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Int Health. 2016 May;8(3):170-8. doi: 10.1093/inthealth/ihv061. Epub 2015 Oct 25.

What are the social and individual factors that are associated with undergoing male circumcision as an HIV prevention strategy? A mixed methods study in Malawi.

Author information

1
Blantyre International University, Community Health Department, Private Bag 98, Blantyre, Malawi Parent and Child Health Initiative (PACHI), Research Centre, P.O. Box 31686, Lilongwe, Malawi fzamawe@gmail.com.
2
Parent and Child Health Initiative (PACHI), Research Centre, P.O. Box 31686, Lilongwe, Malawi.

Abstract

BACKGROUND:

There is compelling evidence that medical male circumcision (MMC) decreases transmission of HIV. Nevertheless, the uptake of MMC is generally very low. Understanding the characteristics of individuals who choose MMC could inform future strategies for scaling-up MMC. The main objective of this study was to explore the social and individual characteristics of men that are associated with the uptake of circumcision as an HIV prevention strategy.

METHODS:

A mixed-methods study, comprising a cross-sectional survey and an exploratory qualitative study, was conducted in Malawi. A total number of 1644 men, of at least 18 years old, participated in this study. A multistage sampling approach was used in the survey while convenience sampling was adopted in the qualitative study. Descriptive statistics, bivariate analyses and multivariable logistic regression were performed to analyze the cross-sectional data and thematic content approach to analyze the qualitative data.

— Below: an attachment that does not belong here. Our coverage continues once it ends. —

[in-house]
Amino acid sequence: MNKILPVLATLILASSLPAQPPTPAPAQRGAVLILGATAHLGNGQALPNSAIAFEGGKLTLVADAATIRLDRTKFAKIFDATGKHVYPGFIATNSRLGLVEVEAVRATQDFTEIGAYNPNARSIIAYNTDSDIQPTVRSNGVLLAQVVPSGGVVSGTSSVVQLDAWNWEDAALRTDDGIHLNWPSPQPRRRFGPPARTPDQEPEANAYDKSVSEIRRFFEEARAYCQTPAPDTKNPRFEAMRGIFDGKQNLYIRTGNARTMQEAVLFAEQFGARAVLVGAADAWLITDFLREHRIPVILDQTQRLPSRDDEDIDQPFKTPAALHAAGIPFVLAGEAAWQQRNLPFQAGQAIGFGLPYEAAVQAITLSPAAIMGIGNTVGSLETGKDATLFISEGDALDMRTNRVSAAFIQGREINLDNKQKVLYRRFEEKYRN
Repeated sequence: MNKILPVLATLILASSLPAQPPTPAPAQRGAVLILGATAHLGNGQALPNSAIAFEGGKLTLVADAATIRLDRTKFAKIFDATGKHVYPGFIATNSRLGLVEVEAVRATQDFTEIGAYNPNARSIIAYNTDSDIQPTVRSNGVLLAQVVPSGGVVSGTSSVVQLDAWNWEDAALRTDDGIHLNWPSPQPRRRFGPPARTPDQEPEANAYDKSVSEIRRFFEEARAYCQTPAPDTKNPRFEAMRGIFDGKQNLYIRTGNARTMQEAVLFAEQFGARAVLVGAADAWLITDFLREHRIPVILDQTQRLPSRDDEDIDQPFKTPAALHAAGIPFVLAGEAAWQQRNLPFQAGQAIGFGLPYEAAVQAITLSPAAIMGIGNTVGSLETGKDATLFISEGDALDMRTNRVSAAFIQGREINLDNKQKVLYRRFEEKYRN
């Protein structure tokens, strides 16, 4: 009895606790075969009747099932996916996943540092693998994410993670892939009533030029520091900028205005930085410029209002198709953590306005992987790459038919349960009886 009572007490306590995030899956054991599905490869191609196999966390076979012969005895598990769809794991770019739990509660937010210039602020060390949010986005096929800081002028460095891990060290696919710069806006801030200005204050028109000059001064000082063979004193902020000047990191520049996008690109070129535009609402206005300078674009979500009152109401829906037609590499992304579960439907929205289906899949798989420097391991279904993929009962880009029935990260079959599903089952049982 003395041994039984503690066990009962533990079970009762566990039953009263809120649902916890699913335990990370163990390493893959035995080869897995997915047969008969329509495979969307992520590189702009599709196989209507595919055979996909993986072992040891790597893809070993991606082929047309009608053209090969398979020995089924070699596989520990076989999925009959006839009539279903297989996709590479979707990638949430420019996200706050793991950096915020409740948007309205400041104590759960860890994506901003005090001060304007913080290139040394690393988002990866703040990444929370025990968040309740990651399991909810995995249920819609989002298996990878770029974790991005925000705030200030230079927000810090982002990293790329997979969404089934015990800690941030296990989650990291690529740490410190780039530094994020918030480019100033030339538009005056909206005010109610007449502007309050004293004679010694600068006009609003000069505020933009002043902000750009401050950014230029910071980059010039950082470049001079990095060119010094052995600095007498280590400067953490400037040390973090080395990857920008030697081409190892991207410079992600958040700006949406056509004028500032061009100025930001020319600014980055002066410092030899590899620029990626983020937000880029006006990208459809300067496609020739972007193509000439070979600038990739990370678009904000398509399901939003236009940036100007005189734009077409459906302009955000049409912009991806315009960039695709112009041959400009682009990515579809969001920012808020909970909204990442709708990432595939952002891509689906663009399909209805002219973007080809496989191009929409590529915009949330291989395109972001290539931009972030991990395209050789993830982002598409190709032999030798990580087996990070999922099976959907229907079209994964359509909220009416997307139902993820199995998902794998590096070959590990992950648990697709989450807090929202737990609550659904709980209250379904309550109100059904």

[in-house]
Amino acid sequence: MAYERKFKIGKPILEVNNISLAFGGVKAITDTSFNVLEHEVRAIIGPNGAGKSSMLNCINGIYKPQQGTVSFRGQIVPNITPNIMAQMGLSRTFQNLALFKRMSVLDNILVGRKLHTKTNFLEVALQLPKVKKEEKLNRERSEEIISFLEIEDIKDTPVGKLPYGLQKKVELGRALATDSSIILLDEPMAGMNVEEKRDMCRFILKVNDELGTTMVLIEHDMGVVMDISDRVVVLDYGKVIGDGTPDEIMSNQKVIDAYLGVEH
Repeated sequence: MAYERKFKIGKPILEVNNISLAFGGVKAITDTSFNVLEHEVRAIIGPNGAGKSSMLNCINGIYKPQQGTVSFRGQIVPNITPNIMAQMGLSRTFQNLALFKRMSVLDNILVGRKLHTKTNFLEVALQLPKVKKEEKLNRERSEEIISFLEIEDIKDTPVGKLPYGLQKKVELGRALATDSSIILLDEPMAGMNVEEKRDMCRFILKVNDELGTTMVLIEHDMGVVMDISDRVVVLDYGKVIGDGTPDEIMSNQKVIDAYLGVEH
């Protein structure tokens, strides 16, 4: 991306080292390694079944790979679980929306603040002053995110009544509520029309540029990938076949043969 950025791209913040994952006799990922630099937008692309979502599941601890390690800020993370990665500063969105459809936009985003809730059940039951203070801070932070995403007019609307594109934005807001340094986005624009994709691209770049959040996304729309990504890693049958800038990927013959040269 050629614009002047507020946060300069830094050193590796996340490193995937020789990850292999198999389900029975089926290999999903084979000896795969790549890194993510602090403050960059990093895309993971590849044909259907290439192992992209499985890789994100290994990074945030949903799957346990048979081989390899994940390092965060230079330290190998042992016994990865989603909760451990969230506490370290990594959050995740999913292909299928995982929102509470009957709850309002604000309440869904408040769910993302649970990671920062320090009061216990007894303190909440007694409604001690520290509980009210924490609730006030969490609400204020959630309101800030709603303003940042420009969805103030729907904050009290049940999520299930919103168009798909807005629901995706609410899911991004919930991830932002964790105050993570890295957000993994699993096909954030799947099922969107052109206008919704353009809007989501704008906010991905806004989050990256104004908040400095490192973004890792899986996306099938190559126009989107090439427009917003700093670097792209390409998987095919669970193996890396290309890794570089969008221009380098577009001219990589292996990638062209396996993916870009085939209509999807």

RESULTS:

Individuals who chose MMC were more likely to be unemployed (AOR=1.65; 95% CI: 1.30-2.11), to be married (AOR=3.16; 95% CI: 2.21-4.52) and to have had exposure to MMC promotions (AOR=1.81; 95% CI: 1.41-2.33). They were also more likely to reside in rural areas (AOR=1.85; 95% CI: 1.44-2.38), to perceive themselves as more vulnerable to HIV (AOR=1.60; 95% CI: 1.19-2.15) and to be more knowledgeable about the benefits of MMC (AOR=1.51; 95% CI: 1.16-1.97).

CONCLUSIONS:

The findings suggest that men who had certain social and individual characteristics (for example better knowledge of the benefits of MMC, greater perceived vulnerability to HIV, married and unemployed) were more likely to choose circumcision as a prevention strategy for HIV than those who lacked those characteristics. Strategies for increasing MMC take-up should recognize the current social/individual landscape of MMC uptake and ensure that deliberate efforts targeting marginalized categories of men are available.

KEYWORDS:

HIV/AIDS prevention; Malawi; Male circumcision; Mixed methods

PMID:
26503362
DOI:
10.1093/inthealth/ihv061
[Indexed for MEDLINE]

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